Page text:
The washes with pet. ether are probably to remove any organic stuff that is in the aqueous layer that isn't supposed to be.  Some organics may have been pulled in by the emulsification.  The deprotonated acids should stay put in the water layer.

for subscript you use the tags "[ sub]" and "[ /sub]" (without the spaces or quotes) around whatever you want subscripted.  Or you can just use the "sub" button and type what you want between the tags.
« Last Edit: September 02, 2004, 01:28:27 PM by movies »

xALmoN

  • Guest
Re:AOAC procedure for methyl salicylate.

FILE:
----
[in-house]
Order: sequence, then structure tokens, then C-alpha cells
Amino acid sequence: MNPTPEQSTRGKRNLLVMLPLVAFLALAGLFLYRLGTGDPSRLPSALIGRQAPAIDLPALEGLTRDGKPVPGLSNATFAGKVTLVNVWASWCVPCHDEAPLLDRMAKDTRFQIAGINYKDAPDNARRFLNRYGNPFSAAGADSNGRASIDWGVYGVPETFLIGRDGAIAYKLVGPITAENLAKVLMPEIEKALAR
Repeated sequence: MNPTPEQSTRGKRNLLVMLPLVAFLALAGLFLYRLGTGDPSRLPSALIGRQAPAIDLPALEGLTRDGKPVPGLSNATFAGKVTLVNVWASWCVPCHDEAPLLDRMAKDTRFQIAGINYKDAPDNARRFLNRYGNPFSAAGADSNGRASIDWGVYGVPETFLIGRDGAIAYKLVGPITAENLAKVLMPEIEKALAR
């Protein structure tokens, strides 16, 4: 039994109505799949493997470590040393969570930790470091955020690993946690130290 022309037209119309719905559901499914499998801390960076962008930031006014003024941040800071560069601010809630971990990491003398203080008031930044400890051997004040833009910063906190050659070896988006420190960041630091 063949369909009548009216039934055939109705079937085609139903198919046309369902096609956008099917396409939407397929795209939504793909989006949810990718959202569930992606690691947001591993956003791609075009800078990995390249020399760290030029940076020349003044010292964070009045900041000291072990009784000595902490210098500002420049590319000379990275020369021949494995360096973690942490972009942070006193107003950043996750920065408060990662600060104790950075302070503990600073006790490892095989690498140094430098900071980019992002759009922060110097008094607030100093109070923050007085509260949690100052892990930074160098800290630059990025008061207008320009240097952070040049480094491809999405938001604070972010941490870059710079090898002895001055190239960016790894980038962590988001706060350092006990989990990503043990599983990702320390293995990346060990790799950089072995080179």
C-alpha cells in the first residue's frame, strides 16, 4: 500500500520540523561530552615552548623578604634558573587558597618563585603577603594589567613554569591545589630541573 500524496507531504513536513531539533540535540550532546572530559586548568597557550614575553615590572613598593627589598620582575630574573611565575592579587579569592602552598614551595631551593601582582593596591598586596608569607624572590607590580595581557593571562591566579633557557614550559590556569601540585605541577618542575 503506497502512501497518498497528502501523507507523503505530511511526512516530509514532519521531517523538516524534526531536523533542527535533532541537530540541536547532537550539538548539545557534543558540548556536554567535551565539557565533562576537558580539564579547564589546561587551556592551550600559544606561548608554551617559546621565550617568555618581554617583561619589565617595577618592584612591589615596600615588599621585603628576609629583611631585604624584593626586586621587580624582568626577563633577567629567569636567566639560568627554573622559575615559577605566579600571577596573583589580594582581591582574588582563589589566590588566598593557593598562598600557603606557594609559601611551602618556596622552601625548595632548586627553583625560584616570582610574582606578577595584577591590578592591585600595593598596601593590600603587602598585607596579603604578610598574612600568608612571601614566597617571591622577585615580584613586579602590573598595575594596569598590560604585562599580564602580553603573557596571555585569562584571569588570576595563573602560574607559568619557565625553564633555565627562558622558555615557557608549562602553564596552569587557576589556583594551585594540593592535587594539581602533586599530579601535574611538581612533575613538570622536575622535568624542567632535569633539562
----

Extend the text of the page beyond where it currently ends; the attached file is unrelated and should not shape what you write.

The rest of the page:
« Reply #4 on: September 03, 2004, 06:12:24 AM »
ah i was thinking more on the lines of alt + something so i can use it my project report as well. but. heh.. this is good enough. i'll just.. copy and paste!

Offline movies

  • Organic Minion
  • Retired Staff
  • Sr. Member
  • *
  • Posts: 1973
  • Mole Snacks: +222/-21
  • Gender: Male
  • Better living through chemistry!
Re:AOAC procedure for methyl salicylate.
« Reply #5 on: September 03, 2004, 01:42:15 PM »
Oh you wanted to use subscript and superscript in word or something?  If you highlight the text you want to sup/sub and then go to the font dialog box you should be able to change it.  I just have a button on my toolbar to do it, I don't know the shortcut command.

The tag thing is for adding sup/sub to posts here on the forums.

xALmoN

  • Guest
Re:AOAC procedure for methyl salicylate.
« Reply #6 on: September 04, 2004, 11:41:39 AM »
thats okay. dont have to worry about it.

Sponsored Links